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April 2012 Policy Study, Number 12-5


The Negative Consequences for Iowa of an Enterprise Value Tax





The arguments and data provide evidence that there is a negative impact to the imposition of an EVT. However, it would appear that the burden rests on the supporters of this new tax to prove its economic worth, rather than on supporters of the status quo — or of tax cuts — to prove its potential negative consequences. History is on the side of those who claim that cutting taxes, or at least not raising them, is more likely to prove beneficial than to raise them.


Additionally, the EVT will have a damaging impact on jobs in Iowa, especially in our leading insurance industry, and will increase the tax burden for Iowans. This adverse impact will fall most heavily on Iowa’s four largest sectors of private employment in Iowa: Finance and Insurance, Information, Manufacturing, and Real Estate and Rental and Leasing.


Members of the U.S. Senate, who have yet to act on the American Jobs Act proposal, need to take a serious second, third, and fourth look at this “throwaway” EVT proposal buried in the many pages of verbiage of the Obama administration’s initiative. It is counter-productive to raise taxes on the accumulation of capital and the creation of jobs in a law designed to increase employment! It is unfair to create one group of businesses that cannot fall under the capital-gains rates when they sell their business while others do.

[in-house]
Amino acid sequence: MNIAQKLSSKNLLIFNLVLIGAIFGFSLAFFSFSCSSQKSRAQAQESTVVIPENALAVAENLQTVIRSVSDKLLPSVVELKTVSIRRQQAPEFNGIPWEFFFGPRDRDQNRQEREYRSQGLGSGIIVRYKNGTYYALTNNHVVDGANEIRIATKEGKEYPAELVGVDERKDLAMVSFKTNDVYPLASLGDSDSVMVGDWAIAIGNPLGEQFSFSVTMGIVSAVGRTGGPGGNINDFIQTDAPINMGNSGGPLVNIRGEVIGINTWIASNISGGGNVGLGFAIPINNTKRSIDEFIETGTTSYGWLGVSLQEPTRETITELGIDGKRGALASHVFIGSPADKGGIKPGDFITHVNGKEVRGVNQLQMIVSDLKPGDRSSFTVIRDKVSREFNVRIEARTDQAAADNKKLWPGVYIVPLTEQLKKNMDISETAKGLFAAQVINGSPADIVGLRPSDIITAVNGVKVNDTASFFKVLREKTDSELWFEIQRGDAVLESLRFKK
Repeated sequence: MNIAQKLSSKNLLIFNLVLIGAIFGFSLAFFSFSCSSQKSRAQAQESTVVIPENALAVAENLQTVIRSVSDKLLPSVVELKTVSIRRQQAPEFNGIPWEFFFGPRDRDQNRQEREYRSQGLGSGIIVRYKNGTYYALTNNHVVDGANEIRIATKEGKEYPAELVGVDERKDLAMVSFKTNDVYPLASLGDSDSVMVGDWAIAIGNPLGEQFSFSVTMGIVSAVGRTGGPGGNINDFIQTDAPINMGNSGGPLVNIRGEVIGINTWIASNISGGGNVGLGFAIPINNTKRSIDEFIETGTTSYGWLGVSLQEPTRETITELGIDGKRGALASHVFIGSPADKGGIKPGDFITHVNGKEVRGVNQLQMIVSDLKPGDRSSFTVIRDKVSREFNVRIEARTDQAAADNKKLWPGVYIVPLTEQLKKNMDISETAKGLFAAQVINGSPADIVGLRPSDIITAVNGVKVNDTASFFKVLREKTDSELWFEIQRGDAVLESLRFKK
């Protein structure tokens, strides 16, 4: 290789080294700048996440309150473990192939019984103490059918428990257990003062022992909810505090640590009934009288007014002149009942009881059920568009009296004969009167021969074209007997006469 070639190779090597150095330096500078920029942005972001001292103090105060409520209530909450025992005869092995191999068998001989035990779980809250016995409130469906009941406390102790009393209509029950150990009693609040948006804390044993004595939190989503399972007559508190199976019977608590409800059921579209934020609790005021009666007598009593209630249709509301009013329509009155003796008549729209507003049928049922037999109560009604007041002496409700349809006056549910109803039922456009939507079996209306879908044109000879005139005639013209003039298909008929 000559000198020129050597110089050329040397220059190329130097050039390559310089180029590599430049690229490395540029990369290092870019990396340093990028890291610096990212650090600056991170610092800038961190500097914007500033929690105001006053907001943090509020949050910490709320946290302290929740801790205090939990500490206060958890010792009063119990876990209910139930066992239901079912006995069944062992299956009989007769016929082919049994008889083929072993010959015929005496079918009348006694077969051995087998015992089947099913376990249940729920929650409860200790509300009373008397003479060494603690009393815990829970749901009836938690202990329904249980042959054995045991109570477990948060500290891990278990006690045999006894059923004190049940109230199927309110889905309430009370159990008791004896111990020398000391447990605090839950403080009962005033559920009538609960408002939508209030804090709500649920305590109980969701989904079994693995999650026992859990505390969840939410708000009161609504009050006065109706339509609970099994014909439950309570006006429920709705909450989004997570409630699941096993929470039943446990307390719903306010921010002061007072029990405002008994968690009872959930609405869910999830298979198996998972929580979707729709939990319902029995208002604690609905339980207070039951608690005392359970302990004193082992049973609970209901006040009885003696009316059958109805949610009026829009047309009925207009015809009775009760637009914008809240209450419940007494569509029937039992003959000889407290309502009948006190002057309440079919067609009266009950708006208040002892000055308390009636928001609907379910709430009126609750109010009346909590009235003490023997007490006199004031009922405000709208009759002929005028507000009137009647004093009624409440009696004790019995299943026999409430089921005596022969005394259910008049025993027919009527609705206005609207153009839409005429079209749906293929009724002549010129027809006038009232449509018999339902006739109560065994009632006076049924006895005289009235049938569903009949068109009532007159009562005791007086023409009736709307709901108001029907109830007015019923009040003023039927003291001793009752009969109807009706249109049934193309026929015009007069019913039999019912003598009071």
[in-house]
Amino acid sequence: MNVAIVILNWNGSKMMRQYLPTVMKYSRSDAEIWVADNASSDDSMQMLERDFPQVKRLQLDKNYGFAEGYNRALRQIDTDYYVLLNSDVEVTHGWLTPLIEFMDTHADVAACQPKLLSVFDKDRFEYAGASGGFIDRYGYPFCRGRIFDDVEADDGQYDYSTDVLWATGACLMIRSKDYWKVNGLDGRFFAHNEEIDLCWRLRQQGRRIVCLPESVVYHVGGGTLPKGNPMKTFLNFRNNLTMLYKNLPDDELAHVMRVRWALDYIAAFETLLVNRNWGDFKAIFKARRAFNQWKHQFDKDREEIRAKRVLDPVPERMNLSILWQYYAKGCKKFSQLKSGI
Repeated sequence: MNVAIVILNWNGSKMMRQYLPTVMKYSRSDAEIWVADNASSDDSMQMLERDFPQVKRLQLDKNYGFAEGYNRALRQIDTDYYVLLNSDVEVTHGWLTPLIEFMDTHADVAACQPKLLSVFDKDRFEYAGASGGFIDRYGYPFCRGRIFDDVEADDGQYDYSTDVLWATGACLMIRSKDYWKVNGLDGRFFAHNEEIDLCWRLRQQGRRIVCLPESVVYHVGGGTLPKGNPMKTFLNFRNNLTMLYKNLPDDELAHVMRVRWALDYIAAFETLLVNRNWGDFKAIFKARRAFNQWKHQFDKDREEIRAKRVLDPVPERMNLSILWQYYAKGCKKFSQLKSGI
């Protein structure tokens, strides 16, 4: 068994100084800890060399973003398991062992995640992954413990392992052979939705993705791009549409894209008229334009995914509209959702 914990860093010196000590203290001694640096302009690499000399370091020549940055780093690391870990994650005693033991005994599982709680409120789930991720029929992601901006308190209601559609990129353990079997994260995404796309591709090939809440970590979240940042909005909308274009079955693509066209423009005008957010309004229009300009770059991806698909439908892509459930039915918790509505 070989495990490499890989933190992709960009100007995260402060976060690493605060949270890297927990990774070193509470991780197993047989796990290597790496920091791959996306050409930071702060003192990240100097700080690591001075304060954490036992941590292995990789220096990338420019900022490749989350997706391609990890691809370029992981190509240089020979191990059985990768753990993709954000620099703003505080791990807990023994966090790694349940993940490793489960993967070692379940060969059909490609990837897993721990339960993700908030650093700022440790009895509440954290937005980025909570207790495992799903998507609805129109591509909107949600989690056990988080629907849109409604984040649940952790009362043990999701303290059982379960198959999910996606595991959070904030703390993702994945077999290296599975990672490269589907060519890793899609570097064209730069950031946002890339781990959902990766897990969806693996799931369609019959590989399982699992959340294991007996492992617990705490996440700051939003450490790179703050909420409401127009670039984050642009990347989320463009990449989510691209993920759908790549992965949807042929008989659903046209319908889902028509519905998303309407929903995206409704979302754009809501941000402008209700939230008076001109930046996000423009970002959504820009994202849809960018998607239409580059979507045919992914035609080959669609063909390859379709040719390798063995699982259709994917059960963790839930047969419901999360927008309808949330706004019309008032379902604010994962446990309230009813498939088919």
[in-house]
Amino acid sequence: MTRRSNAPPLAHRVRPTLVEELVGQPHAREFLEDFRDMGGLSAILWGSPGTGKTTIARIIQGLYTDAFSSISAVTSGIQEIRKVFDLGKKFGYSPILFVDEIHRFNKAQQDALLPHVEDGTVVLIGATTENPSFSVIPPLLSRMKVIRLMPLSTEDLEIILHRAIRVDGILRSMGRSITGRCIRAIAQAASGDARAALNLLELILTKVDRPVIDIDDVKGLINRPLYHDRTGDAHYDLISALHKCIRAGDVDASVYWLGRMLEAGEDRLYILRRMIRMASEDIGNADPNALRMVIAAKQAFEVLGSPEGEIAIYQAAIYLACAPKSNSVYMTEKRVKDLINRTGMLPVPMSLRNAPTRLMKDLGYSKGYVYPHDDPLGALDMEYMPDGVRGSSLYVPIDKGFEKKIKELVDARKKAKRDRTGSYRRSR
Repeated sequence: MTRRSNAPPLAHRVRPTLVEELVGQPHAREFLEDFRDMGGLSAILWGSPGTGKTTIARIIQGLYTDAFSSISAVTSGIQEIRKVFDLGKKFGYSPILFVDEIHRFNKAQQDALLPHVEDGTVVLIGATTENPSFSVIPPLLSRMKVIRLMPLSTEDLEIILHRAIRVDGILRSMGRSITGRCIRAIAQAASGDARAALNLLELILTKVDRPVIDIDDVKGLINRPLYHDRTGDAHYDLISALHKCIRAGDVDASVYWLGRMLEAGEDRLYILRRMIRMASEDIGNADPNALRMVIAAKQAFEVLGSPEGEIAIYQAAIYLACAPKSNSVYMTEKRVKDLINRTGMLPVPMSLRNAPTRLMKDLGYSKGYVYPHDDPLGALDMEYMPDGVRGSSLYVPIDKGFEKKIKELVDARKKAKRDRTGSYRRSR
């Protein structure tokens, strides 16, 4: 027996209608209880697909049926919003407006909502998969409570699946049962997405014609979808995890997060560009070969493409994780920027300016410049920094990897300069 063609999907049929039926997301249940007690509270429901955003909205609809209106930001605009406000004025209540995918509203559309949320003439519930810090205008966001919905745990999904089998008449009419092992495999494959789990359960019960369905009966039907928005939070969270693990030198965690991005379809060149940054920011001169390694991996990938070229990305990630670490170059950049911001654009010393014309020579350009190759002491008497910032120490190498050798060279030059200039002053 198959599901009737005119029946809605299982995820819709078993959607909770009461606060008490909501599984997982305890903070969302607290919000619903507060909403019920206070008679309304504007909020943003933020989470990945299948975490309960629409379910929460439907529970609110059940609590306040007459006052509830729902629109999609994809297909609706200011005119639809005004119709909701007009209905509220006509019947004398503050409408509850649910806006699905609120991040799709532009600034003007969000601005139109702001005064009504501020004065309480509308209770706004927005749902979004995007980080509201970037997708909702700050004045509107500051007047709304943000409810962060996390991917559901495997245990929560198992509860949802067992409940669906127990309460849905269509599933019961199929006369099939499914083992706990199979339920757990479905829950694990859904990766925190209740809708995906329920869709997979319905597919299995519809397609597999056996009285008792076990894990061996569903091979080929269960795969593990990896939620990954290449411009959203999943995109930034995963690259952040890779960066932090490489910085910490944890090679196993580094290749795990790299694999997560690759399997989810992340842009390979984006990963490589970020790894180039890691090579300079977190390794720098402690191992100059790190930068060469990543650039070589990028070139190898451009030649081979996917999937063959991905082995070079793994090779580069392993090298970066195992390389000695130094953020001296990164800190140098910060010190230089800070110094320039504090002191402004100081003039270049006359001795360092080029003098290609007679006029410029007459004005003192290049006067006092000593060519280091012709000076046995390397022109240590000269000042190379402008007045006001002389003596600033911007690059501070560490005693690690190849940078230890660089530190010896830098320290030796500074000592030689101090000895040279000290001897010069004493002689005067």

While the President may be persuaded by calls for increased taxes on “the rich” by billionaires such as Warren Buffett, Chairman and CEO of Berkshire Hathaway, he should do so, if at all, in the way least likely to negatively impact the economy and job creation. (If Buffett would take the same amount of compensation per year in the form of wages instead of capital gains, his tax rate would be significantly higher than that of his secretary, and he would not need to create pressure to interfere with ten million other Americans’ tax climate in order to feel good about his contributions to the growth of government.)[13] More than doubling the effective capital-gains tax on Iowa farm partnership sales will have very negative consequences for our economic climate, without really affecting those typical Iowans consider “the rich.”


And what if the imposition of an EVT prevents the accumulation of the capital that would have financed the next Steve Jobs, Bill Gates, or Mark Zuckerberg – entrepreneurs who have created millions of jobs in the current American economy? Would it not be better to start using Lean Six Sigma to cut out the waste in government programs so that funds can be returned to the people, used to pay down the debt, or redirected to higher priority needs?[14]


We should be encouraging, not penalizing, those who are willing to take risks to grow our economy. Patricof succinctly summarizes our thesis: “Congress can meet its revenue goals without this new tax, and investors are needed more than ever to sink capital into our economy and stay with it over the long term. Now is not the time to turn them away.”[15] Simple logic tells anyone who reads this that the EVT will do more to turn investors away than attract them. Imposition of an EVT is bad public policy.




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